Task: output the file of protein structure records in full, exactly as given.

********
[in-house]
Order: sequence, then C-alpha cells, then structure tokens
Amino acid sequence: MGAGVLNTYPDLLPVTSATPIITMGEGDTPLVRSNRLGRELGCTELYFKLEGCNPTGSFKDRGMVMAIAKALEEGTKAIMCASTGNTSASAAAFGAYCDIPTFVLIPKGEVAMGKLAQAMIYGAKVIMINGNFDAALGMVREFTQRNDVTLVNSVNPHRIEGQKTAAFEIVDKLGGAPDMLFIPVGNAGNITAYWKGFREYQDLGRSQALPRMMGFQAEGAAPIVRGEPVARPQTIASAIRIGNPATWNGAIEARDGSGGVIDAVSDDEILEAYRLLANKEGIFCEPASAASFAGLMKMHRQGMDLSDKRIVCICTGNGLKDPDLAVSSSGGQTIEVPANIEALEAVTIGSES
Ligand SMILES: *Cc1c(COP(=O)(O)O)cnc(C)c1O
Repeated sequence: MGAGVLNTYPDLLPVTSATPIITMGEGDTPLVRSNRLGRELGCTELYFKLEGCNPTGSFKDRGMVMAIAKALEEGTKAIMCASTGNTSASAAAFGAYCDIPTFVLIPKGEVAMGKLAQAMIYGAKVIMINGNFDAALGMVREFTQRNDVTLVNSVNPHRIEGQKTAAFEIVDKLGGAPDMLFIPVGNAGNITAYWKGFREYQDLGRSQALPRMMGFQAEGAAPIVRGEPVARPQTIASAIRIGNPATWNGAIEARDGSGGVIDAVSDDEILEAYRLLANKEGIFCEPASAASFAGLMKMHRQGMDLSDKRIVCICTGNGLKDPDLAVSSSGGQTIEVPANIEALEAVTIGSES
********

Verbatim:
[in-house]
Order: sequence, then C-alpha cells, then structure tokens
Amino acid sequence: MGAGVLNTYPDLLPVTSATPIITMGEGDTPLVRSNRLGRELGCTELYFKLEGCNPTGSFKDRGMVMAIAKALEEGTKAIMCASTGNTSASAAAFGAYCDIPTFVLIPKGEVAMGKLAQAMIYGAKVIMINGNFDAALGMVREFTQRNDVTLVNSVNPHRIEGQKTAAFEIVDKLGGAPDMLFIPVGNAGNITAYWKGFREYQDLGRSQALPRMMGFQAEGAAPIVRGEPVARPQTIASAIRIGNPATWNGAIEARDGSGGVIDAVSDDEILEAYRLLANKEGIFCEPASAASFAGLMKMHRQGMDLSDKRIVCICTGNGLKDPDLAVSSSGGQTIEVPANIEALEAVTIGSES
Ligand SMILES: *Cc1c(COP(=O)(O)O)cnc(C)c1O
Repeated sequence: MGAGVLNTYPDLLPVTSATPIITMGEGDTPLVRSNRLGRELGCTELYFKLEGCNPTGSFKDRGMVMAIAKALEEGTKAIMCASTGNTSASAAAFGAYCDIPTFVLIPKGEVAMGKLAQAMIYGAKVIMINGNFDAALGMVREFTQRNDVTLVNSVNPHRIEGQKTAAFEIVDKLGGAPDMLFIPVGNAGNITAYWKGFREYQDLGRSQALPRMMGFQAEGAAPIVRGEPVARPQTIASAIRIGNPATWNGAIEARDGSGGVIDAVSDDEILEAYRLLANKEGIFCEPASAASFAGLMKMHRQGMDLSDKRIVCICTGNGLKDPDLAVSSSGGQTIEVPANIEALEAVTIGSES